The High GDP Growth And Low Employability Anomaly In Indian Higher Education Sector
The high GDP growth rates of India relative to the rest of the world should normally lead to higher demand for higher education. During the late 2000s, there was a lot of talk of how low GER’s may impede growth; however today we are in a situation where there is huge underutilised capacity in the higher education sector despite decent macro-economic growth.
The premium and top decile institutes continue to get large number of admission applications. Students in these institutes generally get jobs commensurate to the cost of education and these institutes manage to command a premium compared. That is par. Top 10% institutes all over the world find it easy to get students.
The problem is that, while in other countries only the bottom quartile has student intake problems; in India, for more than 90% of the higher education institutes there is a shortage of applications and seats go vacant. This despite the fact that India’s Gross Enrolment Ratio in the ages 17-27 compares unfavourably not just with global benchmarks but also with many emerging economies. High growth, low GER and low student interest in professional higher education institutes is a precarious situation to be in.
The massive underemployment of graduates and the concomitant reduced student intakes in the laggard professional institutes is because lack of employability (rather than lack of employment opportunities) and hence poor returns on investments on higher education for students (as a result of higher cost of education relative to expected remuneration levels for students passing out).
Macro-economic indicators suggest that there is an intrinsic opportunity to revive the sector. Indian Higher Education institutes need to introspect and re-invent themselves to correct this anomaly. There are a few dimensions the institutes will have to review before they start improving their academic and financial outcomes.
First, institutes must realise that students are not taking admission because they lack confidence in the institutes ability to provide industry relevant education to churn the students enough to make them employable. Academic rigour and industry connect, which is missing in most institutes, is the only sustainable way of getting out of the poor student intake-poor placement-poor student intake vicious cycle and to create a sustained pull factor for student enrolment. There is massive short supply of quality institutes; and institutes should focus on improving their quality quotient as an end in itself. Putting admissions above academics is putting the cart before the horse, and that will never be sustainable.
Secondly, education groups need to understand that the education sector has matured to some extent. The returns and pay-back period will necessarily be similar to other industries. Gone are the days when institutes had a minimal pay-back period and 100% plus return on promoter investments. The biggest cause of poor quality is short investment horizon of institutes. Depending upon the type of course and geographical location, mid-rung institutes need to plan a 2-4 year time frame for operational cash break-even and a 5-10 year pay-back period for capital investments. The irony is that, while promoters had planned for short investment horizon reduce their perceived risks, in effect their long term risk substantially increased as most mid-rung organisations generate negative returns, if the cost of capital is factored.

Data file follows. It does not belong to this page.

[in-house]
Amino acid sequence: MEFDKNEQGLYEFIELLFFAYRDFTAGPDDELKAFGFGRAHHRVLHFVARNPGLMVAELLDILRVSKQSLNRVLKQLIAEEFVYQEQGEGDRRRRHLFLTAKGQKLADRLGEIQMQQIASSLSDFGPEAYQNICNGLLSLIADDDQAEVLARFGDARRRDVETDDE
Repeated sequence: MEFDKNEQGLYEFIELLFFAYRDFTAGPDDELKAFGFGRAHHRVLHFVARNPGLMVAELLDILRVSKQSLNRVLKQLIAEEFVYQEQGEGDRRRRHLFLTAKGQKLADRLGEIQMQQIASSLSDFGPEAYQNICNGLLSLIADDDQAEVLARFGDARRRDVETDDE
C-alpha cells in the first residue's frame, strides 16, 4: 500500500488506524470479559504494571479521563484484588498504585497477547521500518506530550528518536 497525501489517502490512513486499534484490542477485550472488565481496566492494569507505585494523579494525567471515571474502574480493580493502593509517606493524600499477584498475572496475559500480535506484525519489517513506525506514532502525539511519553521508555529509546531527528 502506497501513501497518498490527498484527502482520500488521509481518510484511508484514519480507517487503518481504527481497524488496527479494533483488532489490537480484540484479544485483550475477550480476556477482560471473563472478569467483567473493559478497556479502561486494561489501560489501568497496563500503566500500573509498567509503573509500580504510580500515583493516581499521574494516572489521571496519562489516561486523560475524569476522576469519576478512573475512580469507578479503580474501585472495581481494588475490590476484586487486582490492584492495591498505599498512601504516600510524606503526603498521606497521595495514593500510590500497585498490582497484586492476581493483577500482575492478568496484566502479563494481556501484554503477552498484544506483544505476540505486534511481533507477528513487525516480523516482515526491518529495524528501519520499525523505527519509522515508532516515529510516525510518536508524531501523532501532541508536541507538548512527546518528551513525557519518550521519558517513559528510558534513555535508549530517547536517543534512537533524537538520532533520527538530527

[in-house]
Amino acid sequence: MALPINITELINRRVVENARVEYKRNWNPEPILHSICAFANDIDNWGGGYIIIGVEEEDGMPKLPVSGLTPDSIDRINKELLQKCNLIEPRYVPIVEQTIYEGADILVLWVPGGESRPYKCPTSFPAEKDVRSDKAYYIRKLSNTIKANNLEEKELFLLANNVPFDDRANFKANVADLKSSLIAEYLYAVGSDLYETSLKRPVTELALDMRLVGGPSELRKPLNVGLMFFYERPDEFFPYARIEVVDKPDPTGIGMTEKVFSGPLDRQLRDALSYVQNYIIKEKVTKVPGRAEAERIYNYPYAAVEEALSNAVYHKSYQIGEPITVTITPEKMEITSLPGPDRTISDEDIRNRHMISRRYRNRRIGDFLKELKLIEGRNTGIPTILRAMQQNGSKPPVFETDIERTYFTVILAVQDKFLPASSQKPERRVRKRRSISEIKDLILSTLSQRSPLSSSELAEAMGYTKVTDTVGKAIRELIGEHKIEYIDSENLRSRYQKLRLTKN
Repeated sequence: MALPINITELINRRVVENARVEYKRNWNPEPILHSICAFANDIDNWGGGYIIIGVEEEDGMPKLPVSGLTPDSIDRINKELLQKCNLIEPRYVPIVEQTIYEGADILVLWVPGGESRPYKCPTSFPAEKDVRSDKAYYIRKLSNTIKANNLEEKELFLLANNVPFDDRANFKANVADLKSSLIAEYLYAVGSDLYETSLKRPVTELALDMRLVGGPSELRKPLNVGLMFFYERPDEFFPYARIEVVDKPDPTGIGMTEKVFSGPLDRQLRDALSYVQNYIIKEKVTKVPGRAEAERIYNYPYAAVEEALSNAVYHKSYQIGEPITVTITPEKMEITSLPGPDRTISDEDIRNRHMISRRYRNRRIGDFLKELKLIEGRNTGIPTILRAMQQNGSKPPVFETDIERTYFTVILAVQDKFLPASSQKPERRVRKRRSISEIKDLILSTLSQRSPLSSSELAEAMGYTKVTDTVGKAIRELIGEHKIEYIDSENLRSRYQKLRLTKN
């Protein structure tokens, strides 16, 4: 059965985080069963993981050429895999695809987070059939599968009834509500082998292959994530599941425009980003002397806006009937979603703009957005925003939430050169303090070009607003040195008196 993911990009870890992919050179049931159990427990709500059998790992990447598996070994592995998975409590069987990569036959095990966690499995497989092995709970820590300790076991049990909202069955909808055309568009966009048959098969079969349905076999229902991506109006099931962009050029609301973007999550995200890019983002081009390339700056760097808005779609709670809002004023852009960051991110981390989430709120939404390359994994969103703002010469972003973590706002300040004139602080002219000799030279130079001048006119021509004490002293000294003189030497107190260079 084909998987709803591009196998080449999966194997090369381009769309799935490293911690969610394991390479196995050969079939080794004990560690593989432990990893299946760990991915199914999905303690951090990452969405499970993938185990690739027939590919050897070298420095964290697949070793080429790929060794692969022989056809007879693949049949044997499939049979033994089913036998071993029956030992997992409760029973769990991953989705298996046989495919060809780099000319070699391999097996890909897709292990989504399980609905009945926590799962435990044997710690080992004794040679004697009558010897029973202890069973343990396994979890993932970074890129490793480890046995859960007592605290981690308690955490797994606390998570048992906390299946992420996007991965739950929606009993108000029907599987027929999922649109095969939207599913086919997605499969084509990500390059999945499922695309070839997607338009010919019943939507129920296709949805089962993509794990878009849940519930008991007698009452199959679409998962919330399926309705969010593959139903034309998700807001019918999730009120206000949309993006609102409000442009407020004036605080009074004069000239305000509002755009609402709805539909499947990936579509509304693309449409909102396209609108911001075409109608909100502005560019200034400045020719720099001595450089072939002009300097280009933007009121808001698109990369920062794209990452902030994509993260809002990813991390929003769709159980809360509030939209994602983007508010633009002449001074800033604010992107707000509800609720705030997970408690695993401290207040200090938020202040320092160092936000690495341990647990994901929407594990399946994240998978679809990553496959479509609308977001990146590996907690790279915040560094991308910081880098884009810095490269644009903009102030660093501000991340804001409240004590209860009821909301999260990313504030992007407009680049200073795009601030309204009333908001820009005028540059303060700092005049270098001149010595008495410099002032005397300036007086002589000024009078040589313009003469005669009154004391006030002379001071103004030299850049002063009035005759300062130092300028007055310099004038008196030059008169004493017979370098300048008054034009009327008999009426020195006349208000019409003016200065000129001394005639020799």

Thirdly, institutes need to make sure that the courses are rightly priced. Globally the accepted norms is that the expected first year salary offered should be 80% to 120% of the total cost of education. However, a large number of Indian higher education institutes compare unfavourably to this metric. For example, there are many private universities where students pay more than Rs. 15 lakh to complete a two-year management degree, but the students may struggle to get a job with a salary of Rs. 5 lakh per annum. The numbers for engineering colleges are equally bad.
Fourth, the institutes must improve business models – i.e. innovate to improve revenue streams and focus on process efficiencies to reduce costs. Unfortunately, most of the promoters do not have significant domain knowledge. That, coupled with limited risk-taking abilities are preventing them from noticing the nooks and niches to innovate and mould business models to create new revenue streams. Consulting, research, vocational education, outreach are some of the many options that are under leveraged. Similarly, most institutes do not have adequate focus on process efficiencies and cost structures. Benchmarking, re-engineering and technology offer many options. However institute management is still based on intuition and institutes do not proactively use management science to look for differentiation or efficiency enhancement.
Fifth, and I have purposefully kept it at the end, is the poor regulatory framework. The sector demonstrated exponential growth in late 1990s and early 2000s because of regulatory de-bottlenecking; but insipid governance and misdirected regulation spoiled the party thereafter. I have put it at the end, because I feel large proportion of institutes can improve their lot despite the regulatory weaknesses.
There is an opportunity in the segment which can be leveraged if institutes look to reinvent themselves by focusing on creating long term value for the students. To do this the key is focussing on quality, increasing the investment horizon, reviewing curriculum – teaching what the industry is prepared to pay for, reviewing the fee structures, innovating to embrace new revenue streams and reducing costs through process re-engineering and/or technology.